' empatheticcomprehensive and truly creative type of thinking— with its emphasis on practical outworkings—so urgently needed in the world to-day. (Study Papers, 5/- each from BM/VSA, London. W.C.I.) " Joy in Living," by Dugald Semple; William Maclellan, 240 Hope St., Glasgow ; 1957 ; 150 pp.; 15/-. The fresh air of the " simple life "—or that particular version of it that we may call the "Semple life"—wafts through these pages which give an account of the author's life in caravan, farm and cottage, always close to nature. An independent and original spirit, Mr. Semple has persistently maintained his highly individual relationship with nature, and is clearly the better for it. This story of a life and its encounters uncorrupted by the devitalisations of modern civilisation makes refreshing if, at times, controversial reading. Mr. Semple's " The Sunfood Way to Health," reviewed in the Autumn, 1957, issue of The Vegan, is also obtainable from the library. " Fruit Dishes and Raw Vegetables ", by M. Bircher Benner, M.D., and Max E. Bircher, M.D. ; C. W. Daniel & Co. Ltd.; 1939 ; 64 pp.; 1/-. A practical guide to the preparation of uncooked food, with detailed recipes for a variety of uncooked dishes and examples of various diet days according to the Bircher Benner system. Only a little substitution is required in places to make the recipes and diets entirely consistent with veganism. ANNOUNCEMENTS

Week-end Nutrition Conference No. 2 The purpose of this conference will be to discuss the basic principles of vegan nutrition. It will be held on Saturday, May 3rd, 1958, at the Friends' International Centre, 32 Tavistock Square, London, W.C.I, from 2.30 p.m. to 8.30 p.m.; and on Sunday, May 4th, 1958, at the Vegetarian Restaurant, 12 Earl's Court Road, London, W.8 (Kensington High Street end), from 3 p.m. to 7.30 p.m. Speakers will include Dr. H. B. Franklin, Mr. J. Sanderson. An additional attraction during the interval on the Saturday evening will be the showing of films on India. Vegan Buffet Evening Members and friends of the Society, and all enquirers wishing to meet vegans and learn more of the Society's ideas and practices, are cordially invited to attend a Vegan Buffet Evening, on Friday, May 30th, 1958, at the Alliance Hall, Palmer Street, London, S.W.I, 7 for 7.30 p.m. There will be various speakers. Tickets, 5/- each, can be obtained from the Hon. Secretary. Annual General Meeting The Thirteenth Annual General Meeting of the Vegan Society was held on November 9th, 1957, at the Friends' International Centre, 32 Tavistock Square, London, W.C.I. The President, Mr. J. Heron, was in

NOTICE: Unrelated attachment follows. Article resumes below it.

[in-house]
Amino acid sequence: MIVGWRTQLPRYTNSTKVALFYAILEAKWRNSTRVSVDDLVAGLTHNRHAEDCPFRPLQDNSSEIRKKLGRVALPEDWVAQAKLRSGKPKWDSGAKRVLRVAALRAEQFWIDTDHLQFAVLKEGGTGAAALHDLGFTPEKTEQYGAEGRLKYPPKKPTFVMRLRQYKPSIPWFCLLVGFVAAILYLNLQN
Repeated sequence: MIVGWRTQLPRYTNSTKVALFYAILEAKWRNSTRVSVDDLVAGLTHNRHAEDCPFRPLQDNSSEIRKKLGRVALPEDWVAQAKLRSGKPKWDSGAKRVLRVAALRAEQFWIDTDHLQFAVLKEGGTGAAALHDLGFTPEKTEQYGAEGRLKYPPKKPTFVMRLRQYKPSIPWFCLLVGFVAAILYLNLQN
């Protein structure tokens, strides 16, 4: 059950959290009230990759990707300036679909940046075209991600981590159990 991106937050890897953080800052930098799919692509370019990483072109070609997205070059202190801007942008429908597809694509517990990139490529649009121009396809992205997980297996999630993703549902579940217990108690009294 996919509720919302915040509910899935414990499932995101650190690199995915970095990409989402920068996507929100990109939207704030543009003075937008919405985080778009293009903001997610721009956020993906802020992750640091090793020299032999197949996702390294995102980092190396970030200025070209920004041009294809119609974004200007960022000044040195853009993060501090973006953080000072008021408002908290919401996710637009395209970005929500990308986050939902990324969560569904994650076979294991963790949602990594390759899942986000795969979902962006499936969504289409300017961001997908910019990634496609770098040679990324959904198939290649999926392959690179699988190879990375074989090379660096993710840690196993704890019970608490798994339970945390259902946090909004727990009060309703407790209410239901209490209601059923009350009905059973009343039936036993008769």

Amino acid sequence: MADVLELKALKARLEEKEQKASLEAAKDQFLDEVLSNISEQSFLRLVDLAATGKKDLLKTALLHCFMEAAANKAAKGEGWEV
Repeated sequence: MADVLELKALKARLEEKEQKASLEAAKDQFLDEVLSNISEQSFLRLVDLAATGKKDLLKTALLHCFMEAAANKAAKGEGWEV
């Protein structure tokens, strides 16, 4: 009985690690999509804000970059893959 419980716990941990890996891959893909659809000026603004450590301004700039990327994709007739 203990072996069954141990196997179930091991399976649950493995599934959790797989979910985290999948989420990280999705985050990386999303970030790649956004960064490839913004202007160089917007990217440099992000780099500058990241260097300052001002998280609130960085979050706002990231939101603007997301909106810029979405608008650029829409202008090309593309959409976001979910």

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the chair, and the routine annual business of the Society was conducted. The following Officers and Committee were elected : President, Mr. John Heron; Vice-President, Mrs. E. B. Shrigley; Secretary, Mrs. Muriel Drake; Treasurer, Miss Winifred Simmons ; Committee, Mrs. Jeanne Arnaldi, Mrs. Senena Coles, Miss Christina Harvey, Mr. Jack Sanderson, Miss Mabel Simmons, Miss Ann Wicker. The Society is pleased to welcome the following new Committee members elected at this Meeting : Mr. John Moore, Mr. Charles Perry, Miss Edna Towell. Editorial Officers for the Society's journal, The Vegan, were re-elected as follows : Editor, Mr. John Heron; Assistant Editor, Mr. Jack Sanderson. Week-end Nutrition Conference No. 1 This was held in London last year, on November 8th, 9th and 10th. The purpose was to give an initial impetus to the important work, to be undertaken in greater detail this year and at the second conference (for details see above), of laying the basic foundations of practical vegan nutrition. November 8th : social welcome and initial exchange of views and experiences, together with a display of vegan foods. November 9th : Mr. Jack Sanderson, Chairman of the Nutrition Council, gave an extremely interesting, comprehensive and factual survey of the whole wide field in relation to which vegan nutrition must be considered. November 10th : a final exchange of views in discussion groups was followed by a panel which dealt with a series of leading questions concerned with the practical outworkings of vegan nutrition. Vegan Exhibition at Bombay In connection with the 15th World Vegetarian Congress held in India in November, last year, there was a Vegetarian Food Exhibition in Bombay. At this exhibition, the Vegan Society of India was represented by an artistically decorated and profusely illustrated stall appropriately named " Karuna Mandir" or " The Temple of Compassion." It was organised by Mrs. Kamala Desai, wife of Mr. D. C. Desai窶認ounder of the Vegan Society of India (see below). The posters, cartoons, cut-outs, festoons, photographs and charts were provided by Mr. Desai's son, Mr. A. D. Desai, a Lecturer in the Sir J. J. School of Art, Bombay, and his associates. The exhibits were comprehensive, including, among other things, plastic shoes and shaving brushes, nylon sarees, vegan soaps and cosmetics, vegan ice cream and other sweetmeats, fresh fruits, vegetables and nuts, vegetable oils, etc. Considerable literature on veganism was also displayed. Almost all of the 30,000 visitors to the general exhibition stopped at the vegan stall for a few minutes. Enquiries were overwhelming and very extensive interest was shown in the vegan ideals and way of life. Mr. Desai and his family are to be congratulated for providing such a very effective focal point for veganism at the Indian Congress. The Vegan Society of India Address : Riviera, Marine Drive, Bombay, India. Secretary : Smt. J. S. Italia. Subscription : Rs. 5/- per annum. The Society was founded by Mr. D. C. Desai, Government Inspector of Railways, Bombay, in 1957. The President is Shri A. S. R. Chari, B.A., B.L., (Retd. ; High Court Judge, Mysore, Bangalore), Shri Desai is the Vice-President. A vigorous and active campaign is being undertaken to promote veganism in India, and we wish this work every possible success. For the Society's own literature write to the above address. Mr. Desai invites " all compassionate, cultured and civilised people throughout the world to become members of the Vegan Society of India, irrespective of the country to which they belong or in which they live, for the exchange of views and further propaganda. Donations for the publication of free literature to disseminate the knowledge and principles of veganism will be welcome from everyone who admires them, whether a practising vegan or not."